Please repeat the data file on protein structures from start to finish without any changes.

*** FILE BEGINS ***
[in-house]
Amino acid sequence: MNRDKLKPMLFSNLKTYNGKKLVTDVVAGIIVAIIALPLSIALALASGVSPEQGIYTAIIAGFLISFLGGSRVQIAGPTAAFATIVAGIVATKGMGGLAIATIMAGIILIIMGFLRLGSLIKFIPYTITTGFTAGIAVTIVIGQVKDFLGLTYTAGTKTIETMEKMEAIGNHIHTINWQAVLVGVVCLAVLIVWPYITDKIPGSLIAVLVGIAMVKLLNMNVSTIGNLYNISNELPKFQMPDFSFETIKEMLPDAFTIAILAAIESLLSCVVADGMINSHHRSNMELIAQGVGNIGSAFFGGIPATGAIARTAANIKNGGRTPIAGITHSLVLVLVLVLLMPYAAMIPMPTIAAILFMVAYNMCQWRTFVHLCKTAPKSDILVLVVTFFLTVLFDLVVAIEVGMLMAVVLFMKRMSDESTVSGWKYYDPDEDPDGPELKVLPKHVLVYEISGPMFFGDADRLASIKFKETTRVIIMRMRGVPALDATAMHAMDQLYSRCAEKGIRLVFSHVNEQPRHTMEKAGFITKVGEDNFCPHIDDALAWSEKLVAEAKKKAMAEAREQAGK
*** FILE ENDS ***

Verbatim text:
[in-house]
Amino acid sequence: MNRDKLKPMLFSNLKTYNGKKLVTDVVAGIIVAIIALPLSIALALASGVSPEQGIYTAIIAGFLISFLGGSRVQIAGPTAAFATIVAGIVATKGMGGLAIATIMAGIILIIMGFLRLGSLIKFIPYTITTGFTAGIAVTIVIGQVKDFLGLTYTAGTKTIETMEKMEAIGNHIHTINWQAVLVGVVCLAVLIVWPYITDKIPGSLIAVLVGIAMVKLLNMNVSTIGNLYNISNELPKFQMPDFSFETIKEMLPDAFTIAILAAIESLLSCVVADGMINSHHRSNMELIAQGVGNIGSAFFGGIPATGAIARTAANIKNGGRTPIAGITHSLVLVLVLVLLMPYAAMIPMPTIAAILFMVAYNMCQWRTFVHLCKTAPKSDILVLVVTFFLTVLFDLVVAIEVGMLMAVVLFMKRMSDESTVSGWKYYDPDEDPDGPELKVLPKHVLVYEISGPMFFGDADRLASIKFKETTRVIIMRMRGVPALDATAMHAMDQLYSRCAEKGIRLVFSHVNEQPRHTMEKAGFITKVGEDNFCPHIDDALAWSEKLVAEAKKKAMAEAREQAGK